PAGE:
This week is a remarkable week, with the world premier of Black Panther causing social media to blow up, while Florida saw a mass school shooting that saw 17 dead, all while the Olympics are happening in the most tense geopolitical region on the planet.
And yet, I choose to stay away from all those topics, and focus on the news that only a handful of you care about. Because I’m strange like that.
So let’s begin.
Google’s TPUs in Beta
This week saw Google’s famed TPUs launch in beta, which, in and of itself, is interesting. It’s said to be optimized specifically for machine learning applications, much like an ASIC processor, outperforming GPUs performing the same task. This last point is interesting, particularly since Nvidia just reported record earnings based on cryptomining and AI operations.
It’ll be interesting to see just how this development impacts GPU sales for enterprise customers, particularly in the AI space. But there are a couple of caveats. First, Nvidia is a hardware supplier, while Google is offering its TPUs as a cloud solutions platform. This difference in business model means that Nvidia’s sales will be impacted if Google is able to soak up the demand that Nvidia’s customers currently satisfy. That’s all contingent upon how many TPUs Google is able to supply, on top of efficiency metrics in terms of operations per second, or terraflops.
Second, developers who already use TensorFlow don’t have to do anything to take advantage of Google’s TPU servers. This implies that non-TensorFlow users will need to modify their code to be compliant. Whether the time and effort required to make the conversion is worth the apparent advantages of Google’s servers is something we have to wait and see, especially since Google’s charging $6.50 per cloud TPU hour, as opposed to $1.46 per cloud CPU hour charged to access standard Tesla P100 GPUs.
Third, Nvidia’s Volta cores are said to be able to run at 120 terraflops, which is rather competitive with Google’s reported 180 terraflops for their TPUs. This makes the math even more interesting, especially if Nvidia based servers keep costs in line with today’s prices.
Lastly, most, if not all, of the world’s top cloud service providers operate on Nvidia hardware. This includes Amazon and Microsoft, two juggernauts who have the marketing and sales budget to steam through whatever obstacle Google can muster up. As I mentioned before, the competition isn’t between Nvidia and Google. It’s between Google and Nvidia’s customers.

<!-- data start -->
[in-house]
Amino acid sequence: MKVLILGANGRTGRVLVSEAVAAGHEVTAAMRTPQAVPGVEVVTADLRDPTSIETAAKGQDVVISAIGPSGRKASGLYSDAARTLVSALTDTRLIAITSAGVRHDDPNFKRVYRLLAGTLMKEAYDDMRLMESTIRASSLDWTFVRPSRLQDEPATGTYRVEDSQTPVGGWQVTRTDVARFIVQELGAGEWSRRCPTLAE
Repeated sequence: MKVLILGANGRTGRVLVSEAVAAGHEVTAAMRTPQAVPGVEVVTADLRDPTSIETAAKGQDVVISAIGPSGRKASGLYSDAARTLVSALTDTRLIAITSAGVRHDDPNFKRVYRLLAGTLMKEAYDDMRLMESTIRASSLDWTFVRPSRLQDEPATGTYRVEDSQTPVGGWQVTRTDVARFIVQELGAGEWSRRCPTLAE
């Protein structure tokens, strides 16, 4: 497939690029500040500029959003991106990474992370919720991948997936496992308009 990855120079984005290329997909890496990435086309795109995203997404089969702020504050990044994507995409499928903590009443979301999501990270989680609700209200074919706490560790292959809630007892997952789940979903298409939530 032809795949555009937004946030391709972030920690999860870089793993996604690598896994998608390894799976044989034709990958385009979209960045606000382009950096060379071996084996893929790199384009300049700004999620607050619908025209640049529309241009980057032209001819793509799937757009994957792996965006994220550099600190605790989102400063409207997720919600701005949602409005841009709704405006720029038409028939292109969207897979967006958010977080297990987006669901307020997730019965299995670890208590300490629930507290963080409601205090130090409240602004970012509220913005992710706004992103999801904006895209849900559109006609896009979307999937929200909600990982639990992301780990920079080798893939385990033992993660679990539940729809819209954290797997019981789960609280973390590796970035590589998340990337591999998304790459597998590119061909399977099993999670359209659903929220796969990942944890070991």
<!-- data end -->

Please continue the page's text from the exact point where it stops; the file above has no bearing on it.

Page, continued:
Snapchat’s New Lure
I never knew this, because I rarely, if ever, use Snapchat, but ostensibly Snapchat didn’t have an analytics function for its creatives and content producers. That’s one area that the company addressed this week. It’s largely a push to bring back influencers to the platform, many of whom left Snapchat for Instagram, which offers similar services.
As I’ve stated many times before, I’m bearish on Snapchat for many reasons, prime among which is that I don’t understand the value proposition of the company — for both end users and advertisers. But adding an analytics feature to this platform is definitely a boon, especially in convincing advertisers of Snapchat’s value.
This should help advertisers find creatives who cater to their target demographic better than in previous years, allowing them to segment creatives based on industry, area of interest, and demographic data. The gamble seems to be that if Snapchat allows creatives to widen their audience on the platform, advertisers will get enticed to bring business back to the platform, which will, in turn, show more influencers that they can monetize their Snapchat feeds, which will, ultimately, create a positive feedback loop.
They’re also hoping this drives up the total number of users on the platform, which is their primary metric for stock value on the market today.